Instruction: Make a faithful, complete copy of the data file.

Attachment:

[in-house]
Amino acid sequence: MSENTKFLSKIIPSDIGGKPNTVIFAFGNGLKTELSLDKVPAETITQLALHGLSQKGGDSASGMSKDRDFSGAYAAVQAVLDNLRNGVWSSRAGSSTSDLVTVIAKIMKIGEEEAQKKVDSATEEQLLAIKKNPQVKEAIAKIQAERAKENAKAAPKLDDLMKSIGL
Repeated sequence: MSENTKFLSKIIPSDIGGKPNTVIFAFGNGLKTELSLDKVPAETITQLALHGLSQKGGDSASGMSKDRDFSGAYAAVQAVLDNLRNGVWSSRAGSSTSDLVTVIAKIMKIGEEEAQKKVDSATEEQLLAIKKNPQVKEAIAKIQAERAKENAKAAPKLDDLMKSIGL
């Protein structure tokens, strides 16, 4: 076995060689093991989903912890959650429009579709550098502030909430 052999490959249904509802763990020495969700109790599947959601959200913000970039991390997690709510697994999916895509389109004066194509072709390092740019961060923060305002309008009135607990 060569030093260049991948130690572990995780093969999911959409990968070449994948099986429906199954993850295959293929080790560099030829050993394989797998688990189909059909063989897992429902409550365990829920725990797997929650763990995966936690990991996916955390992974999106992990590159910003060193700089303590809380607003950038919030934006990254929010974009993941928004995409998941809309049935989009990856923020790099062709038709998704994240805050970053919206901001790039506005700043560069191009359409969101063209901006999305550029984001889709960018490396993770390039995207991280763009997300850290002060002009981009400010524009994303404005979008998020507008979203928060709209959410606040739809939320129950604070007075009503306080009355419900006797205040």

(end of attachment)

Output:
[in-house]
Amino acid sequence: MSENTKFLSKIIPSDIGGKPNTVIFAFGNGLKTELSLDKVPAETITQLALHGLSQKGGDSASGMSKDRDFSGAYAAVQAVLDNLRNGVWSSRAGSSTSDLVTVIAKIMKIGEEEAQKKVDSATEEQLLAIKKNPQVKEAIAKIQAERAKENAKAAPKLDDLMKSIGL
Repeated sequence: MSENTKFLSKIIPSDIGGKPNTVIFAFGNGLKTELSLDKVPAETITQLALHGLSQKGGDSASGMSKDRDFSGAYAAVQAVLDNLRNGVWSSRAGSSTSDLVTVIAKIMKIGEEEAQKKVDSATEEQLLAIKKNPQVKEAIAKIQAERAKENAKAAPKLDDLMKSIGL
């Protein structure tokens, strides 16, 4: 076995060689093991989903912890959650429009579709550098502030909430 052999490959249904509802763990020495969700109790599947959601959200913000970039991390997690709510697994999916895509389109004066194509072709390092740019961060923060305002309008009135607990 060569030093260049991948130690572990995780093969999911959409990968070449994948099986429906199954993850295959293929080790560099030829050993394989797998688990189909059909063989897992429902409550365990829920725990797997929650763990995966936690990991996916955390992974999106992990590159910003060193700089303590809380607003950038919030934006990254929010974009993941928004995409998941809309049935989009990856923020790099062709038709998704994240805050970053919206901001790039506005700043560069191009359409969101063209901006999305550029984001889709960018490396993770390039995207991280763009997300850290002060002009981009400010524009994303404005979008998020507008979203928060709209959410606040739809939320129950604070007075009503306080009355419900006797205040």